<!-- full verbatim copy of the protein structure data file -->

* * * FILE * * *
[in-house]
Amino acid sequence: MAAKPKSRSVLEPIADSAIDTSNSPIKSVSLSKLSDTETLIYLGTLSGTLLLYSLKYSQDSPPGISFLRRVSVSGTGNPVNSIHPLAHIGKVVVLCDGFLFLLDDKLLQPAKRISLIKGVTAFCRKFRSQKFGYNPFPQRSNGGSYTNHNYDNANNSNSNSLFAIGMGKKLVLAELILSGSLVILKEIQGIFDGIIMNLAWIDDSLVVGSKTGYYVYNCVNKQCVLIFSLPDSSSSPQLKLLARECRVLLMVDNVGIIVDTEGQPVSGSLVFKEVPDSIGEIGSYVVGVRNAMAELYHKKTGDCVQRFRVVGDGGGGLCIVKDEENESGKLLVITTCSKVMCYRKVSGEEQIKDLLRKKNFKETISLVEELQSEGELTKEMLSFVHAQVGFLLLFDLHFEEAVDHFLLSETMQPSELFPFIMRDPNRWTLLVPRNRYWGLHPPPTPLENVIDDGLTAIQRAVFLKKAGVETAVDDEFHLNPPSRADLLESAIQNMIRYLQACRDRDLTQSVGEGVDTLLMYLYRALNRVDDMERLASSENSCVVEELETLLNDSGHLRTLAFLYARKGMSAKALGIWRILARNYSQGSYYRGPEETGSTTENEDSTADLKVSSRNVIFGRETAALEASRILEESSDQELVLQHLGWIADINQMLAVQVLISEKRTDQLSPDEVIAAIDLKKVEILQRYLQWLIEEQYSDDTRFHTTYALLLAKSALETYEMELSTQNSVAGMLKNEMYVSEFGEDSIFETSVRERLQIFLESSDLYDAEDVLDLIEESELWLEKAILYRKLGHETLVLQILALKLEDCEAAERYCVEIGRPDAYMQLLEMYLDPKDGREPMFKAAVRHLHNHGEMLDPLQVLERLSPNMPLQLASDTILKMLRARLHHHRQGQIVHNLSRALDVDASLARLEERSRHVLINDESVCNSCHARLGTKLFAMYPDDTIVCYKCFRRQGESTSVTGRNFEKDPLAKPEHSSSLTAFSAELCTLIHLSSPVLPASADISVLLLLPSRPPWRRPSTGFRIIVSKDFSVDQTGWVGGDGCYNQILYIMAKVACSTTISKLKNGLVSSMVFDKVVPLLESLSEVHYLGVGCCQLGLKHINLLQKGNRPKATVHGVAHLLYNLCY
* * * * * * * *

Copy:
[in-house]
Amino acid sequence: MAAKPKSRSVLEPIADSAIDTSNSPIKSVSLSKLSDTETLIYLGTLSGTLLLYSLKYSQDSPPGISFLRRVSVSGTGNPVNSIHPLAHIGKVVVLCDGFLFLLDDKLLQPAKRISLIKGVTAFCRKFRSQKFGYNPFPQRSNGGSYTNHNYDNANNSNSNSLFAIGMGKKLVLAELILSGSLVILKEIQGIFDGIIMNLAWIDDSLVVGSKTGYYVYNCVNKQCVLIFSLPDSSSSPQLKLLARECRVLLMVDNVGIIVDTEGQPVSGSLVFKEVPDSIGEIGSYVVGVRNAMAELYHKKTGDCVQRFRVVGDGGGGLCIVKDEENESGKLLVITTCSKVMCYRKVSGEEQIKDLLRKKNFKETISLVEELQSEGELTKEMLSFVHAQVGFLLLFDLHFEEAVDHFLLSETMQPSELFPFIMRDPNRWTLLVPRNRYWGLHPPPTPLENVIDDGLTAIQRAVFLKKAGVETAVDDEFHLNPPSRADLLESAIQNMIRYLQACRDRDLTQSVGEGVDTLLMYLYRALNRVDDMERLASSENSCVVEELETLLNDSGHLRTLAFLYARKGMSAKALGIWRILARNYSQGSYYRGPEETGSTTENEDSTADLKVSSRNVIFGRETAALEASRILEESSDQELVLQHLGWIADINQMLAVQVLISEKRTDQLSPDEVIAAIDLKKVEILQRYLQWLIEEQYSDDTRFHTTYALLLAKSALETYEMELSTQNSVAGMLKNEMYVSEFGEDSIFETSVRERLQIFLESSDLYDAEDVLDLIEESELWLEKAILYRKLGHETLVLQILALKLEDCEAAERYCVEIGRPDAYMQLLEMYLDPKDGREPMFKAAVRHLHNHGEMLDPLQVLERLSPNMPLQLASDTILKMLRARLHHHRQGQIVHNLSRALDVDASLARLEERSRHVLINDESVCNSCHARLGTKLFAMYPDDTIVCYKCFRRQGESTSVTGRNFEKDPLAKPEHSSSLTAFSAELCTLIHLSSPVLPASADISVLLLLPSRPPWRRPSTGFRIIVSKDFSVDQTGWVGGDGCYNQILYIMAKVACSTTISKLKNGLVSSMVFDKVVPLLESLSEVHYLGVGCCQLGLKHINLLQKGNRPKATVHGVAHLLYNLCY